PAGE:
Location

La Jolla, CA

Start Date

1-1-1987 12:00 AM

Description

The ability of thermal waves to perform non-destructive depth-profiling studies in materials with spatially variable thermal/thermodynamic properties has been exploited mostly qualitatively so far. The lack of appropriate general theoretical models in the literature has been largely responsible for the near absence of quantitative depth-profiling, especially in media with large thermal property variations within depths on the order of the thermal wavelength. As a result of mathematical difficulties, theoretical treatments have been essentially confined to discrete, multilayered solid structures with constant thermal and thermodynamic properties within each thin layer [1,2]. Furthermore, Afromowitz et al. [3] have applied discrete Laplace transformations to the heat conduction equation to treat the production of the photoacoustic signal in a solid with continuously variable optical absorption coefficient as a function of depth, however, the thermal parameters of the solid were assumed constant. Thomas et al. [4] calculated the Green’s function for the three-dimensional heat conduction equation describing thermal wave propagation in a thermally uniform solid with a subsurface discontinuity (“flaw”). More recently, Jaarinen and co-workers [5,6] used Finite Difference and Inverse methods for thermal wave depth-profiling of samples with spatially variant thermal properties from measurements of the surface temperature distribution. Aamodt and Murphy [7] very recently used vector/matrix methods to calculate thermal wave responses from discretely layered samples. These authors further considered the case of continuously varying thermal properties as the limit of infinitely thin layers.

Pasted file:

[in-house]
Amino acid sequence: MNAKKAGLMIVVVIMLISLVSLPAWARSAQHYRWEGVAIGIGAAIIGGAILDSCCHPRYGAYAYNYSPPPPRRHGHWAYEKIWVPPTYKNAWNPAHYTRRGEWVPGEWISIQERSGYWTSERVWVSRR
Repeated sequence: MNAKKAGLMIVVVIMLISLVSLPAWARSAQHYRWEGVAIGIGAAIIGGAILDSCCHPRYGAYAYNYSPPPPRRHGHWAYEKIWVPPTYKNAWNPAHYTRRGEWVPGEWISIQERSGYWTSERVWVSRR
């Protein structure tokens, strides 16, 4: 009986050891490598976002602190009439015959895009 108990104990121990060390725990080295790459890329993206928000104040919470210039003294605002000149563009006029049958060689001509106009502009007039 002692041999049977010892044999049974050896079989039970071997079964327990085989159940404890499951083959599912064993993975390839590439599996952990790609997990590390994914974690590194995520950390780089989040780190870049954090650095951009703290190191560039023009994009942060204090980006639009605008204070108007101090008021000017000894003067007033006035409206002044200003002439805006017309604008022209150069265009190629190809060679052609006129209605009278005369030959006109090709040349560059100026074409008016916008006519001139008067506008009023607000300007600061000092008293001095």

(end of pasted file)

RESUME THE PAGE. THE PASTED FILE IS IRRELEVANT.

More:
Book Title

Review of Progress in Quantitative Nondestructive Evaluation

Volume

6A

Chapter

Chapter 1: General Techniques—Fundamentals

Section

Thermal Waves

Pages

227-235

DOI

10.1007/978-1-4613-1893-4_26

Language

en

File Format

application/pdf

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Jan 1st, 12:00 AM

Classical and Quantum Mechanical Aspects of Thermal Wave Physics

La Jolla, CA

The ability of thermal waves to perform non-destructive depth-profiling studies in materials with spatially variable thermal/thermodynamic properties has been exploited mostly qualitatively so far. The lack of appropriate general theoretical models in the literature has been largely responsible for the near absence of quantitative depth-profiling, especially in media with large thermal property variations within depths on the order of the thermal wavelength. As a result of mathematical difficulties, theoretical treatments have been essentially confined to discrete, multilayered solid structures with constant thermal and thermodynamic properties within each thin layer [1,2]. Furthermore, Afromowitz et al. [3] have applied discrete Laplace transformations to the heat conduction equation to treat the production of the photoacoustic signal in a solid with continuously variable optical absorption coefficient as a function of depth, however, the thermal parameters of the solid were assumed constant. Thomas et al. [4] calculated the Green’s function for the three-dimensional heat conduction equation describing thermal wave propagation in a thermally uniform solid with a subsurface discontinuity (“flaw”). More recently, Jaarinen and co-workers [5,6] used Finite Difference and Inverse methods for thermal wave depth-profiling of samples with spatially variant thermal properties from measurements of the surface temperature distribution. Aamodt and Murphy [7] very recently used vector/matrix methods to calculate thermal wave responses from discretely layered samples. These authors further considered the case of continuously varying thermal properties as the limit of infinitely thin layers.